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The key to diagnosis is the patient's medical history.
Unless the palpitations are occurring during the visit to the health care practitioner, physical examination may not be that helpful. The health care practitioner will likely check the patient's vital signs such as pulse and blood pressure, and look for signs of underlying physical problems, such as a goiter (enlarged thyroid gland in the neck) and listen to the heart to check for abnormal sounds such as clicks or murmurs associated with heart valve abnormalities.
If the palpitations are present at the time of the visit to the health care practitioner, an electrocardiogram (ECG) and a heart monitor that records heart rate and rhythm may help establish the diagnosis. If the palpitations have already resolved, the ECG and monitor may not necessarily be helpful. They may show normal results if the symptoms are not present.
Blood tests may be ordered to check hemoglobin and red blood cell counts for anemia, to determine whether there are any electrolyte abnormalities, to check kidney function (since abnormal kidney function may affect electrolyte levels), and to check thyroid function. The levels of certain medications may also be tested in the blood.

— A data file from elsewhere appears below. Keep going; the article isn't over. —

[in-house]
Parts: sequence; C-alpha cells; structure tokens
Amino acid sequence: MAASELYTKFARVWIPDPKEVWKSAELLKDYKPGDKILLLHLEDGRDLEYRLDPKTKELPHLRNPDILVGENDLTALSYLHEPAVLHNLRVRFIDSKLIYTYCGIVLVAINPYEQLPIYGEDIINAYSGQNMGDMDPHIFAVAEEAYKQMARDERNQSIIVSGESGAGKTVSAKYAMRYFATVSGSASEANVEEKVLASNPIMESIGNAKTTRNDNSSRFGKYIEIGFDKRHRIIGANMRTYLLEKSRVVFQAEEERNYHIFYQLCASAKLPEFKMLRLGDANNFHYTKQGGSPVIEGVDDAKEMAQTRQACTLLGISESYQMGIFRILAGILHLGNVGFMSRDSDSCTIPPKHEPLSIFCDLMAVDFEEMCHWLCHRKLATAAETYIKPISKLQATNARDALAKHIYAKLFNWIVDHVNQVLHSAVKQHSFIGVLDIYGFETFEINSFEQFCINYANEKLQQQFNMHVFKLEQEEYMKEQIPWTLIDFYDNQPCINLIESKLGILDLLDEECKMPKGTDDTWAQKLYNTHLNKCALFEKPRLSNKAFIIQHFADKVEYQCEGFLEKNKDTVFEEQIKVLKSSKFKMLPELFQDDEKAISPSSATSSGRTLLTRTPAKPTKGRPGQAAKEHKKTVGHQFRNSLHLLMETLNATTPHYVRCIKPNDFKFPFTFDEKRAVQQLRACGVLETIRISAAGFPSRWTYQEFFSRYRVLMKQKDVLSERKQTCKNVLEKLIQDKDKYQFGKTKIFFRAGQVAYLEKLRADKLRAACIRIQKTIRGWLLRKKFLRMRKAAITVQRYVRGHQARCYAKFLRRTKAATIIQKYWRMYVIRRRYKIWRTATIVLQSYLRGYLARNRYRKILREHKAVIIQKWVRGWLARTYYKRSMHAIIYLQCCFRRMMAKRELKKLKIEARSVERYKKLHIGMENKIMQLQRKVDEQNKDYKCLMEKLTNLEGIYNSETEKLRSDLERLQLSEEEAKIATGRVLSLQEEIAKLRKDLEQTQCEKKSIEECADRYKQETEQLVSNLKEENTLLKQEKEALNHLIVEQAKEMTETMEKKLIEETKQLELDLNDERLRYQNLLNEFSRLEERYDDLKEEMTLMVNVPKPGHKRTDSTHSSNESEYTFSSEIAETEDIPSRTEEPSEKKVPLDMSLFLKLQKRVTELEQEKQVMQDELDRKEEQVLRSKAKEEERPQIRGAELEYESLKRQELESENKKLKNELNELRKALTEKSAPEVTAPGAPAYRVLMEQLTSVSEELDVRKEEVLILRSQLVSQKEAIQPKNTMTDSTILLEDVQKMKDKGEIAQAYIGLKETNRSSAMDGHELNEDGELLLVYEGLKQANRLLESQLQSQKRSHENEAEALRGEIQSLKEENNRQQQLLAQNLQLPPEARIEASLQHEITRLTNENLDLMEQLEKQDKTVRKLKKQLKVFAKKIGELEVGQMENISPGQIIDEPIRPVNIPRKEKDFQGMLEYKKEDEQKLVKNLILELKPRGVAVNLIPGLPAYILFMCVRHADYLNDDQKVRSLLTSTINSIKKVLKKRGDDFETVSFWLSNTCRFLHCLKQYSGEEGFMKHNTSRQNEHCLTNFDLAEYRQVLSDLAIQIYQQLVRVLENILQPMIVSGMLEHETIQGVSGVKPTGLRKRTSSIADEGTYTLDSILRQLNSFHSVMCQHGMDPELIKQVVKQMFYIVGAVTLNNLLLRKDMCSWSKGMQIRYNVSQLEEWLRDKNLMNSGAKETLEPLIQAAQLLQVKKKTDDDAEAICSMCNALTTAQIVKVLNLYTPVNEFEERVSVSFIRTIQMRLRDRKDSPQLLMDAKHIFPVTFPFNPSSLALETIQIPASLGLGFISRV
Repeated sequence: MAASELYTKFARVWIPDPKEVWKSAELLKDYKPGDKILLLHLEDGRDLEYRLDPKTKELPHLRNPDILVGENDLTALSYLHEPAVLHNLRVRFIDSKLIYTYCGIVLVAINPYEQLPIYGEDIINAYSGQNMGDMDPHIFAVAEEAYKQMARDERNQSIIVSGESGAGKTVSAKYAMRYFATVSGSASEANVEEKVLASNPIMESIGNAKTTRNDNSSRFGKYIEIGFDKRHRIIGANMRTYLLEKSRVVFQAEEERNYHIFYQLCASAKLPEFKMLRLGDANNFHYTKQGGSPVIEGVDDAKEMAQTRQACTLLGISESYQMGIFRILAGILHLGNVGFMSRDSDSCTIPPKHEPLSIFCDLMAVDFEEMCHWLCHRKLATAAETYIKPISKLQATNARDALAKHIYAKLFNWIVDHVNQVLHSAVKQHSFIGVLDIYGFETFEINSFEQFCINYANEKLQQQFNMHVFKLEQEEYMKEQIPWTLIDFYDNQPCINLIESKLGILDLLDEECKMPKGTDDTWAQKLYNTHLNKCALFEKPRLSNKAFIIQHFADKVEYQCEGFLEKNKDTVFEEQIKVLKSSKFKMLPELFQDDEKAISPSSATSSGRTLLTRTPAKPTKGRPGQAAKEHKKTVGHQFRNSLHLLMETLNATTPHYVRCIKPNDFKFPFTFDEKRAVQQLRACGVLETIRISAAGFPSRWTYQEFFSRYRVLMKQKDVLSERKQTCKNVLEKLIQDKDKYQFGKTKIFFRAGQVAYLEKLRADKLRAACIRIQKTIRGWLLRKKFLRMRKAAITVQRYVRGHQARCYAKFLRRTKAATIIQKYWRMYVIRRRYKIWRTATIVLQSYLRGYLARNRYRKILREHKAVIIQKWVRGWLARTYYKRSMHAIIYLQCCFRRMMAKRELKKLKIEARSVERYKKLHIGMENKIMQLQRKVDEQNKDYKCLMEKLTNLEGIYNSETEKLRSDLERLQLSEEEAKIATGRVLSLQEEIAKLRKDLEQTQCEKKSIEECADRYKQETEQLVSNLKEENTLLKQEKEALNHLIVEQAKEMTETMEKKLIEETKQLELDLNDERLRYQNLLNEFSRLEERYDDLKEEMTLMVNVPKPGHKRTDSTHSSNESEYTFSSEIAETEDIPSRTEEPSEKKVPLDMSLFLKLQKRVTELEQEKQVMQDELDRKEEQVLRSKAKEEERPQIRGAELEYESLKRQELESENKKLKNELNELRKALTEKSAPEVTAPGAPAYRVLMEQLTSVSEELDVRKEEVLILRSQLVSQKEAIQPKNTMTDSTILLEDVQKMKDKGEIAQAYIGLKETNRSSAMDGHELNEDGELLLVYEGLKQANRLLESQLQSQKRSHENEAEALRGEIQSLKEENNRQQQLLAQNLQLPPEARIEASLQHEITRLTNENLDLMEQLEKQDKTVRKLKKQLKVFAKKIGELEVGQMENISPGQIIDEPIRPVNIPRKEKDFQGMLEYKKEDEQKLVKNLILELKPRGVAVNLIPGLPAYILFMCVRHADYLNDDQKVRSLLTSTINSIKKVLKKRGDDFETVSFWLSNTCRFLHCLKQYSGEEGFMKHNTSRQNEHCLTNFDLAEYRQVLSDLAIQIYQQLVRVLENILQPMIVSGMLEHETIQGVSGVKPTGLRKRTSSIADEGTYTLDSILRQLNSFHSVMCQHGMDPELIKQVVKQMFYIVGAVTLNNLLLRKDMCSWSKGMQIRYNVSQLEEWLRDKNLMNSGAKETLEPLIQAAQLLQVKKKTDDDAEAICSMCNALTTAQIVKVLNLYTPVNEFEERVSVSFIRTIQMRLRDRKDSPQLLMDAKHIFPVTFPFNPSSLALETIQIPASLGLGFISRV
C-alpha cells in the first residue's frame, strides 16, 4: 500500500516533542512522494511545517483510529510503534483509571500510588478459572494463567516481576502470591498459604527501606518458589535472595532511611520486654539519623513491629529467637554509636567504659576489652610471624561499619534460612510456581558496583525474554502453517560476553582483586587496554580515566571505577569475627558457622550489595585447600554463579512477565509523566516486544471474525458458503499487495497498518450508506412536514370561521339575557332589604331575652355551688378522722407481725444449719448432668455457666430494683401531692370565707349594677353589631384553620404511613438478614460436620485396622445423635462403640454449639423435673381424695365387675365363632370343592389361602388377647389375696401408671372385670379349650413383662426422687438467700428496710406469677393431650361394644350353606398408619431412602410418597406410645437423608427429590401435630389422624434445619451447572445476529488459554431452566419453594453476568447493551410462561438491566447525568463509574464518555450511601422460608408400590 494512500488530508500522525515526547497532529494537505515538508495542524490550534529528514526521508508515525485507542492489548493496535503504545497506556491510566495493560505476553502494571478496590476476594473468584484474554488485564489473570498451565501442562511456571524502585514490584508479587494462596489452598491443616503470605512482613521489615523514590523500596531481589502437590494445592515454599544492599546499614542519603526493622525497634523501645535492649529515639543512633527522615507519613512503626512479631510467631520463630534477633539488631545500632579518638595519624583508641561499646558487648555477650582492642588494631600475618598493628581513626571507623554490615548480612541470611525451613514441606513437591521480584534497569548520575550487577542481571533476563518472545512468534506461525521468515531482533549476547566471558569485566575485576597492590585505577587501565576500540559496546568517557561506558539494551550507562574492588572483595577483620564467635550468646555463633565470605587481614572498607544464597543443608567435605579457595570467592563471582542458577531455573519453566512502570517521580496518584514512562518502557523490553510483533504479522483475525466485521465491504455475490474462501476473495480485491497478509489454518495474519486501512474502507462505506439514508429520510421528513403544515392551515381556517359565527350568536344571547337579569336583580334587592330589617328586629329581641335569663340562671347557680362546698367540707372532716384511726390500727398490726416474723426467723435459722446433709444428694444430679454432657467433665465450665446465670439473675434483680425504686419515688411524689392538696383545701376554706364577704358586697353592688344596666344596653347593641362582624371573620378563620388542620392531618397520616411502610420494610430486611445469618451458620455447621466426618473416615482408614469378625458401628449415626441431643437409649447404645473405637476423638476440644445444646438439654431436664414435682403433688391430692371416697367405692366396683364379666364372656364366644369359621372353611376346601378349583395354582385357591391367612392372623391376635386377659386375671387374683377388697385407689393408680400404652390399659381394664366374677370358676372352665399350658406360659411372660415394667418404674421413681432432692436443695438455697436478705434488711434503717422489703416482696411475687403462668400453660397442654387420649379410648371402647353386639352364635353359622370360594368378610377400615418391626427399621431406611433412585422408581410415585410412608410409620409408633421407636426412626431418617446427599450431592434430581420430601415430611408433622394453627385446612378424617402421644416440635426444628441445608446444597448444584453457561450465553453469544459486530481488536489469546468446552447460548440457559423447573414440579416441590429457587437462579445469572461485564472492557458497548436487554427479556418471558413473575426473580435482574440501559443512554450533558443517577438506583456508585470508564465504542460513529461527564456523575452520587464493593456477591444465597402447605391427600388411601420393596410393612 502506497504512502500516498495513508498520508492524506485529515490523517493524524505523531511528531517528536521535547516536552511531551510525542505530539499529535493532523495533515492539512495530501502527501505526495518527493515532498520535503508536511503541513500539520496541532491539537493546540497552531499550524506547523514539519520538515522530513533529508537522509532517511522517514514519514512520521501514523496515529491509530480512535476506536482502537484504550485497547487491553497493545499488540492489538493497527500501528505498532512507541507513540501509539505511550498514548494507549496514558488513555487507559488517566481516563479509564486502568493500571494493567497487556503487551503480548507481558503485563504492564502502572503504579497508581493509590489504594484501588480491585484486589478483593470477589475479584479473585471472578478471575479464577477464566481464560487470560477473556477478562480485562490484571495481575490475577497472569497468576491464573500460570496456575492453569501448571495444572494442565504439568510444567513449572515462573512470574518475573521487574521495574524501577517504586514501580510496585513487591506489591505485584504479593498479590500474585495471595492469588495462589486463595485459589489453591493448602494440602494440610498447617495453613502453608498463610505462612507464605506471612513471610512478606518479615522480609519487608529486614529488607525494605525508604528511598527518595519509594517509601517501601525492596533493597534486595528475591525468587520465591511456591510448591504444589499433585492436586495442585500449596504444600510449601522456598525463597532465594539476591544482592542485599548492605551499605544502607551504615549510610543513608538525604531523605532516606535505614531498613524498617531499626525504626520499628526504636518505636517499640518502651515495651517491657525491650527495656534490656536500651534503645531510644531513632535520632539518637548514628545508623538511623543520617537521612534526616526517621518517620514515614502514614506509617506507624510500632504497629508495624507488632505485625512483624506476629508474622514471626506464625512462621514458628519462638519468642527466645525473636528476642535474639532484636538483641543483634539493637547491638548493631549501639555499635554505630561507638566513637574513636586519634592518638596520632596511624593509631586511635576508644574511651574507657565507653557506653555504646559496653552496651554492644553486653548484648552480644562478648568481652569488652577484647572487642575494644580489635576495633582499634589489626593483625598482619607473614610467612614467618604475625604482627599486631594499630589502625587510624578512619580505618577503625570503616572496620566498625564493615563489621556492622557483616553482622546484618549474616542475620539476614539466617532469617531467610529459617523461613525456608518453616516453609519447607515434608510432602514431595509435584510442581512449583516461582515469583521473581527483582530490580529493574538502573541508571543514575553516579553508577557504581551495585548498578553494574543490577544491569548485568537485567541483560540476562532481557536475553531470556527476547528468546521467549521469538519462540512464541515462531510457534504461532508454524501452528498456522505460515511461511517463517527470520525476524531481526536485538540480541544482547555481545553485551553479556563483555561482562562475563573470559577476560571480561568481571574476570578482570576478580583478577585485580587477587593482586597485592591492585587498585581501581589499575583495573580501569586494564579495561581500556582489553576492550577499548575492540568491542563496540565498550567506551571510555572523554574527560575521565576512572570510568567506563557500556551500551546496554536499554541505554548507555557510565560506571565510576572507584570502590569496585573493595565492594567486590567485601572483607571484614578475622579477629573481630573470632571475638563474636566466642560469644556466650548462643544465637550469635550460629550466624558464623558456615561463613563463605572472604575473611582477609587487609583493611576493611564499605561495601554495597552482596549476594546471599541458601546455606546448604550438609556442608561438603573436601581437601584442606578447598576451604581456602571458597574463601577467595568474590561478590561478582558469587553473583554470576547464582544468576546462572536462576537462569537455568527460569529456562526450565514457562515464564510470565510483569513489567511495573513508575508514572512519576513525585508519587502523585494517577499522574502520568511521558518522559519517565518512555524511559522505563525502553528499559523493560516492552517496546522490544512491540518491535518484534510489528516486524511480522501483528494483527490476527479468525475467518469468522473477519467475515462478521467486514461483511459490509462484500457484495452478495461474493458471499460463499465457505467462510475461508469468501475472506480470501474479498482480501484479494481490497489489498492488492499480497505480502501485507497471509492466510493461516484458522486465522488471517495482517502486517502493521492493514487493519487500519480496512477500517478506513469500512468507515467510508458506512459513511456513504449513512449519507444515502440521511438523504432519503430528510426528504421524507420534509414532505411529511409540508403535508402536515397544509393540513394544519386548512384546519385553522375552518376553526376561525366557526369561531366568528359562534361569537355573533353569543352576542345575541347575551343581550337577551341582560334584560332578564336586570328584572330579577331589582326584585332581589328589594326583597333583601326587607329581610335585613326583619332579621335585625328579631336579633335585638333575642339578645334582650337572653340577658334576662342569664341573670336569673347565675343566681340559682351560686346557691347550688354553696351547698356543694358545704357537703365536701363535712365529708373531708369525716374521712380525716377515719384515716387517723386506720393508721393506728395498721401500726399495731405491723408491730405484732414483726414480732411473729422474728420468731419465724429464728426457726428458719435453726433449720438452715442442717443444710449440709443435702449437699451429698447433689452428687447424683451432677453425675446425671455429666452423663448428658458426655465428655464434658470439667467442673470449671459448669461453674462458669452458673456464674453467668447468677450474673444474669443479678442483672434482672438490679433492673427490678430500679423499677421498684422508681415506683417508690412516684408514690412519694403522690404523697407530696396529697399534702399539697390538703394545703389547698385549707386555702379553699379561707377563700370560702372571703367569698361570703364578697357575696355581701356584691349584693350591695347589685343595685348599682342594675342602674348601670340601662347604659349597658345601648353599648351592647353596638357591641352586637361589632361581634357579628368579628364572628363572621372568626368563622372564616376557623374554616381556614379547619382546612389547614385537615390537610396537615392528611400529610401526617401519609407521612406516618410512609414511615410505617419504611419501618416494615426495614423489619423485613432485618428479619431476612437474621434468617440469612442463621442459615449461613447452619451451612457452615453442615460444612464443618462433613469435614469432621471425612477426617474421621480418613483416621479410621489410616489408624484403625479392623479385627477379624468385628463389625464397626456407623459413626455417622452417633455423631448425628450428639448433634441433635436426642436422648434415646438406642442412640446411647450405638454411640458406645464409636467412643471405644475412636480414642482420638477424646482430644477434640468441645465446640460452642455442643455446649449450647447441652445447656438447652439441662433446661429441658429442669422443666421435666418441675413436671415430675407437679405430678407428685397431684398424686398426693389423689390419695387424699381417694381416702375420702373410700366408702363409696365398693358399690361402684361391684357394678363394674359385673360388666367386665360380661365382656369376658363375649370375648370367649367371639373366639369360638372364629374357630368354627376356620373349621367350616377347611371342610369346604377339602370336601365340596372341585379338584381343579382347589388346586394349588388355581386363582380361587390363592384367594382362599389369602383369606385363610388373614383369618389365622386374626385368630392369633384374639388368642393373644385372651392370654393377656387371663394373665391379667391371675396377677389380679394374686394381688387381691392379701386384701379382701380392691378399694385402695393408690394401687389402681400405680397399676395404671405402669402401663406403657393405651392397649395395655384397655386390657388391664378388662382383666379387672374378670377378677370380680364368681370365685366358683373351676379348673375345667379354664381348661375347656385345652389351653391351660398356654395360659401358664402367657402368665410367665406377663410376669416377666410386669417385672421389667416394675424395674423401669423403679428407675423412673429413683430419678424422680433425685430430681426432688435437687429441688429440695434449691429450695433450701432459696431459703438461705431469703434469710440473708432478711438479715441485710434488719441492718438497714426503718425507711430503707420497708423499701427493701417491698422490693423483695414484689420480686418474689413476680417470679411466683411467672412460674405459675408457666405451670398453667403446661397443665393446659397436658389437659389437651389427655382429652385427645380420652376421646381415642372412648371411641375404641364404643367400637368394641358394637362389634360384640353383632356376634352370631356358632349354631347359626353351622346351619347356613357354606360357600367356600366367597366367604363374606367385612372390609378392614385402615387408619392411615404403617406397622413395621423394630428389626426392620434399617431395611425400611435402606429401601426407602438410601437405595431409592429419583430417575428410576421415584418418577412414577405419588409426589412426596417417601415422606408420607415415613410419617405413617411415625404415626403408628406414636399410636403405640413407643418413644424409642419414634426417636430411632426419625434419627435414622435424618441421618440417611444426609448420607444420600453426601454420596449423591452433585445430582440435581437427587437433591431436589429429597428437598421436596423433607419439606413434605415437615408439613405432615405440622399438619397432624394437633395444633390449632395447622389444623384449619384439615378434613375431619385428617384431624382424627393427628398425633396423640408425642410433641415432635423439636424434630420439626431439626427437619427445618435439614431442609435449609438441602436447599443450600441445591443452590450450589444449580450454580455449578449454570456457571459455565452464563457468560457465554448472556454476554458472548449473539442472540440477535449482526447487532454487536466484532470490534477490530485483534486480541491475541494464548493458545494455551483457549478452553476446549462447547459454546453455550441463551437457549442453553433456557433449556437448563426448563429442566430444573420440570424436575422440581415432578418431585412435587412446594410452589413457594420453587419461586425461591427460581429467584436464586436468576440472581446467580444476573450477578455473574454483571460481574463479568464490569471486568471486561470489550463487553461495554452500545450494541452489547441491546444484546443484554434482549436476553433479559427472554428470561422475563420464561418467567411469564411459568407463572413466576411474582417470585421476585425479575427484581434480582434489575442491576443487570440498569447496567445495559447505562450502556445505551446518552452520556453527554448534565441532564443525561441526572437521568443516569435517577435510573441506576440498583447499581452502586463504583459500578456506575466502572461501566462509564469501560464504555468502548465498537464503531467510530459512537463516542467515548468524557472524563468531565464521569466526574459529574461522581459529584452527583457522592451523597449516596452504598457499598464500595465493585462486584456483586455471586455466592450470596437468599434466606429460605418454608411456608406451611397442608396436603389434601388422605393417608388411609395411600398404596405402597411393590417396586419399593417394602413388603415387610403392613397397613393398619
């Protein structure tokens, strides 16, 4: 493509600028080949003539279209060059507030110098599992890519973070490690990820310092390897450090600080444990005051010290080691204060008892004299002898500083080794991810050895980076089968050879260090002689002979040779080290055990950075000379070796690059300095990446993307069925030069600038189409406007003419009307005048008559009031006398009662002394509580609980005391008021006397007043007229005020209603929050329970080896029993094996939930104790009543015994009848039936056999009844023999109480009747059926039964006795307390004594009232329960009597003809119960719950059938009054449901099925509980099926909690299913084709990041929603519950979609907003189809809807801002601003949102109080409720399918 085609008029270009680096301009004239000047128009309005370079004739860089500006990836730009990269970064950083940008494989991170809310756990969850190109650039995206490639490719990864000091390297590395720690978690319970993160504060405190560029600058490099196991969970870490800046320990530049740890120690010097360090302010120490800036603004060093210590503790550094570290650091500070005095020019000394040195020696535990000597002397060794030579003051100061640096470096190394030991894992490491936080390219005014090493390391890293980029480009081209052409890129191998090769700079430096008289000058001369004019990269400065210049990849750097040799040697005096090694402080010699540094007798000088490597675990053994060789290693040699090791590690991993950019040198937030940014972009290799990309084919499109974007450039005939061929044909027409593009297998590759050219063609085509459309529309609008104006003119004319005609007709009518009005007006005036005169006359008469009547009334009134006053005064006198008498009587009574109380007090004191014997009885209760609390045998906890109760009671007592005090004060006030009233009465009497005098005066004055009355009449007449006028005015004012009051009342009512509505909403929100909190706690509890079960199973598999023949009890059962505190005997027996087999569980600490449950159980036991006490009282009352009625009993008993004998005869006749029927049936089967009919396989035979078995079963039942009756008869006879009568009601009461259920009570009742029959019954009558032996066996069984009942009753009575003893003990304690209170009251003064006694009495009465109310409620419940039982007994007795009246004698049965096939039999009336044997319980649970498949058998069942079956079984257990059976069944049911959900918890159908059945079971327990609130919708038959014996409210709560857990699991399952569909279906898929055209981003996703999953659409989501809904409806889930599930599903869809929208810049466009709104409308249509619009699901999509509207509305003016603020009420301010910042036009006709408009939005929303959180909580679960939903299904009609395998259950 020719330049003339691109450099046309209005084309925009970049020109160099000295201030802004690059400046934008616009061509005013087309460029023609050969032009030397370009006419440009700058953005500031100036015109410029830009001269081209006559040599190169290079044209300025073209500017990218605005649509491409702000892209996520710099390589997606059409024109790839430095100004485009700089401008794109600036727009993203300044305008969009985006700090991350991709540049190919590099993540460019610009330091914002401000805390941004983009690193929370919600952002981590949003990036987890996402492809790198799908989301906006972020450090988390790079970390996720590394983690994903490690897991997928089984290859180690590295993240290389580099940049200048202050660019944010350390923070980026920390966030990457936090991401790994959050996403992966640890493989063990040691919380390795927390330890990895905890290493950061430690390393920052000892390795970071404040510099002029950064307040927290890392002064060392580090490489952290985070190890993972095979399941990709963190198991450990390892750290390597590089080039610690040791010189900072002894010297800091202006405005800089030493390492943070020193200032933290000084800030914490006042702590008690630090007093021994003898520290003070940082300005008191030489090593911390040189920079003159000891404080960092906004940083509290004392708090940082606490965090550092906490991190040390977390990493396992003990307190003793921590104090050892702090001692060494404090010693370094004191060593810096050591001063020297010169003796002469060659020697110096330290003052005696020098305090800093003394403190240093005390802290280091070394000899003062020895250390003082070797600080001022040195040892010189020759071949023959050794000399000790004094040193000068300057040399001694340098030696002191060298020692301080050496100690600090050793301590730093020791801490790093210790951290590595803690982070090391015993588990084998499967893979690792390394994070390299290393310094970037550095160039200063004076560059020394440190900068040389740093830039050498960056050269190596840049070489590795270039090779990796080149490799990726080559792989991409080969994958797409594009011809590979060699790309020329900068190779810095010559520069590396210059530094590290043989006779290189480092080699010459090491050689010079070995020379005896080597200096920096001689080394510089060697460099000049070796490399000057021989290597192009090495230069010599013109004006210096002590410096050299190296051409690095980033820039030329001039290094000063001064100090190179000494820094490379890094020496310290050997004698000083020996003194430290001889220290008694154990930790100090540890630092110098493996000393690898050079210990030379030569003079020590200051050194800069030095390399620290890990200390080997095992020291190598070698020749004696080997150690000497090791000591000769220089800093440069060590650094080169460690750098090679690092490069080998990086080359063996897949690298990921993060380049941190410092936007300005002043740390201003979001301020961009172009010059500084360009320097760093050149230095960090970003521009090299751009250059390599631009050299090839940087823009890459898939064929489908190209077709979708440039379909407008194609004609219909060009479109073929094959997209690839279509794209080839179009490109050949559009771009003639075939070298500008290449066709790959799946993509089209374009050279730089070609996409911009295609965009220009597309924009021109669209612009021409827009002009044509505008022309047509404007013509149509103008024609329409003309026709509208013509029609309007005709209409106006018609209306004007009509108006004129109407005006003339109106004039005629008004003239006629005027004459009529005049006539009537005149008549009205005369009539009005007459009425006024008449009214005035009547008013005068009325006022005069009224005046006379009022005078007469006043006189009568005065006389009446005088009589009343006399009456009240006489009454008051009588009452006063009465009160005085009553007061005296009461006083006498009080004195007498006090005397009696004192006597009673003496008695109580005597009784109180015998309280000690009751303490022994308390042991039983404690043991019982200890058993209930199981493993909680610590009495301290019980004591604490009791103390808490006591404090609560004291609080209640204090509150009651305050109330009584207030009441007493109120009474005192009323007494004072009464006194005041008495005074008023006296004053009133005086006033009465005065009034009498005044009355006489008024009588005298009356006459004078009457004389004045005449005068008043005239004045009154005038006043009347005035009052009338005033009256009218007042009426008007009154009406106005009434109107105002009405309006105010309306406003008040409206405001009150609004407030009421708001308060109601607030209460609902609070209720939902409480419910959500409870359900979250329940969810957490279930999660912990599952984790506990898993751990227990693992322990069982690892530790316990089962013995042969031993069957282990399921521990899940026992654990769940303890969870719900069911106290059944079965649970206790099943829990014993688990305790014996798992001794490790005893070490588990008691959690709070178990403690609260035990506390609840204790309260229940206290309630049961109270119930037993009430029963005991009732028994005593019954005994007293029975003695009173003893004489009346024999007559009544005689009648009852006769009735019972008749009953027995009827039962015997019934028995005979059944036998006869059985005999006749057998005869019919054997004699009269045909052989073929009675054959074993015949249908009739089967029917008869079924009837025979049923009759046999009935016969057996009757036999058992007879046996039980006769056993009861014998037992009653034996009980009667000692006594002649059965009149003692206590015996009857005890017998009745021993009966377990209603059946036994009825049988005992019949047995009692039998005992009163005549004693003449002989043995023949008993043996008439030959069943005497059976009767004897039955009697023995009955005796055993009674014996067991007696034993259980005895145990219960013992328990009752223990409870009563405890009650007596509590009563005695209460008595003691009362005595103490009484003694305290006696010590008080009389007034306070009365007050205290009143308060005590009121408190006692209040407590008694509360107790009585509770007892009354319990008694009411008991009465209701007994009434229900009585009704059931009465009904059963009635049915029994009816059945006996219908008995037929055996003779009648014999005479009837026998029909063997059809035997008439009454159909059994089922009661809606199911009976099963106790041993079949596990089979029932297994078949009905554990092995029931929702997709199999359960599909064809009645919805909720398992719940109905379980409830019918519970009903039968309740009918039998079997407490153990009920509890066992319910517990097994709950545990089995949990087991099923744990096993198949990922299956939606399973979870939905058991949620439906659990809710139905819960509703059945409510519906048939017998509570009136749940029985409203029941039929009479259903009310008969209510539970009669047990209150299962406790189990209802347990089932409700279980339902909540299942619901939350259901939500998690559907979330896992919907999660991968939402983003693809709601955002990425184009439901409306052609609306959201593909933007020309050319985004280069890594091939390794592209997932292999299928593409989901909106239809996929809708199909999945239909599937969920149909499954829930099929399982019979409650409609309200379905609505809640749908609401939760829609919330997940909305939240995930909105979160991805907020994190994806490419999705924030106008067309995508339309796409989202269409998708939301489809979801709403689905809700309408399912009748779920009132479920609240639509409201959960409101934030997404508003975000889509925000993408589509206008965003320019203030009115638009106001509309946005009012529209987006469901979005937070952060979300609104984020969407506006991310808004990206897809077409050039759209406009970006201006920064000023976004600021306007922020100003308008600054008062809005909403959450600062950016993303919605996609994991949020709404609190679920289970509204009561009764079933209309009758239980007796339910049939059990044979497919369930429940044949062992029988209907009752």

For many people, there is a struggle to find out what heart rhythm is causing the palpitations. Inevitably, the symptoms do not always appear during the doctor's visit. Admission to the hospital is not usually effective, since lying in a hospital bed does not replicate the patient's function in their active world where the symptoms occur. A variety of outpatient heart rate monitoring devices can be worn by the patient to try to capture and record abnormal beats. These rhythm strips are computer analyzed and may give clues as to the underlying cause of palpitations. Some types of monitors are worn for one or two days, while event monitors can be worn for a month. Occasionally a patient may have a device implanted under the skin for even longer monitoring.
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